Book Review: Icefall by Matthew J. Kirby

11 Jan

Title: Icefall

Author: Matthew J. Kirby

Genre: Middle-Grade, Fantasy, Vikings, Mystery/Thriller

Publisher: Scholastic

Published on: October 1, 2011

Source: ARC from BookExpo

Summary: Trapped in a hidden fortress tucked between towering mountains and a frozen sea, Solveig, along with her brother the crown prince, their older sister, and an army of restless warriors, anxiously awaits news of her father’s victory at battle. But as winter stretches on, and the unending ice refuses to break, terrible acts of treachery soon make it clear that a traitor lurks in their midst. A malevolent air begins to seep through the fortress walls, and a smothering claustrophobia slowly turns these prisoners of winter against one another.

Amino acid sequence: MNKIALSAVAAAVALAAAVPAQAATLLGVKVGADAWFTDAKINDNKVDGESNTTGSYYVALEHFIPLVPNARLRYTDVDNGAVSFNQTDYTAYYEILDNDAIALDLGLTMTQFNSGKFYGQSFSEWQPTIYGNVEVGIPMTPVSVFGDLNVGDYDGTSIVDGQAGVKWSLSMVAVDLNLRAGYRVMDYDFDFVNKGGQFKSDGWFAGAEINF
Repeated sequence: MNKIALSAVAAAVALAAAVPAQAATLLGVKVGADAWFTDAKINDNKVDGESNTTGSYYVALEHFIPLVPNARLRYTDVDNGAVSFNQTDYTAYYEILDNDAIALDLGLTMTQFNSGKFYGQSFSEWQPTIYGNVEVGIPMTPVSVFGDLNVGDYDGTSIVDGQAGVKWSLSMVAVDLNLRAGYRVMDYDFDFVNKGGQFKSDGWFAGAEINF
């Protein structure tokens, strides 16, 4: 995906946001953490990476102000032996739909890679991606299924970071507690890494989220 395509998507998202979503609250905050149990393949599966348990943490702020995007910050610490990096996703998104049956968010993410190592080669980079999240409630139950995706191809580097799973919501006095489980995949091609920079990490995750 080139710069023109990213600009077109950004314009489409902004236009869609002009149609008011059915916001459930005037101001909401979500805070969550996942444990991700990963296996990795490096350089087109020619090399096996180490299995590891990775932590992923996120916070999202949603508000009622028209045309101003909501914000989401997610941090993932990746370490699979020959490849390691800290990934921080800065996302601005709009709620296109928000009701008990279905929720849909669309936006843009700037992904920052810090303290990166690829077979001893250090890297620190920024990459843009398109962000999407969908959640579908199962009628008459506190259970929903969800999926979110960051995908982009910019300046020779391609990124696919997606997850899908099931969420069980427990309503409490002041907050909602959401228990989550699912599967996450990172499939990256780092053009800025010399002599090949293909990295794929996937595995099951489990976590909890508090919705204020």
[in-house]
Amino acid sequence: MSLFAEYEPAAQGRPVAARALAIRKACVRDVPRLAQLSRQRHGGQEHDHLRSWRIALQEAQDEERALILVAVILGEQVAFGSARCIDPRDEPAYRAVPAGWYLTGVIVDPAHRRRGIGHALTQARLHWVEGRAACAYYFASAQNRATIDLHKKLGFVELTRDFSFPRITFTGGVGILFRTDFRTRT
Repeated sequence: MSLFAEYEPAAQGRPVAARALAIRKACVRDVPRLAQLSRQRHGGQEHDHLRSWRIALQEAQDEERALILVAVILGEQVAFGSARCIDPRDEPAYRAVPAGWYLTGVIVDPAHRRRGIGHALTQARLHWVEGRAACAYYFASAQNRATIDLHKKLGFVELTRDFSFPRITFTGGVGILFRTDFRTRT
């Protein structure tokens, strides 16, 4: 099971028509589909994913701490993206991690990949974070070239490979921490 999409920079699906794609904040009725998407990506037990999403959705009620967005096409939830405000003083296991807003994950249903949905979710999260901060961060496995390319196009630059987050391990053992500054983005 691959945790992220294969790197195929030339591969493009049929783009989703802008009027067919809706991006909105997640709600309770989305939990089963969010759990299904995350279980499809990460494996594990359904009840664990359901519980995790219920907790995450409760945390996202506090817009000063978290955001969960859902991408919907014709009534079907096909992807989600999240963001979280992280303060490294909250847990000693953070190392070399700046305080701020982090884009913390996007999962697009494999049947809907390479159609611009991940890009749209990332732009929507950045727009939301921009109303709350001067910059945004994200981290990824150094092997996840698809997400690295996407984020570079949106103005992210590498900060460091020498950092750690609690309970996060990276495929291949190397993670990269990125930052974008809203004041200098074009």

Those charged with protecting the king’s children are all suspect, and the siblings must choose their allies wisely. But who can be trusted so far from their father’s watchful eye? Can Solveig and her siblings survive the long winter months and expose the traitor before he succeeds in destroying a kingdom?

VIKINGS!! Holy crap, Vikings are one of my all-time favorites. I am constantly on the search for more books about them because I am always drawn to their culture and their legends. In particular, I LOVE Norse mythology. And I love reading about living in the cold and the snow and the danger that comes merely from it being winter. It’s instant jeopardy. ICEFALL, thankfully, pushes all of my Viking buttons, AND THEN SOME. This was one of the better middle-grade fantasies I’ve read, and I could both rave and rant about it for ages. (I’ll keep it reasonable here, though. Hopefully.)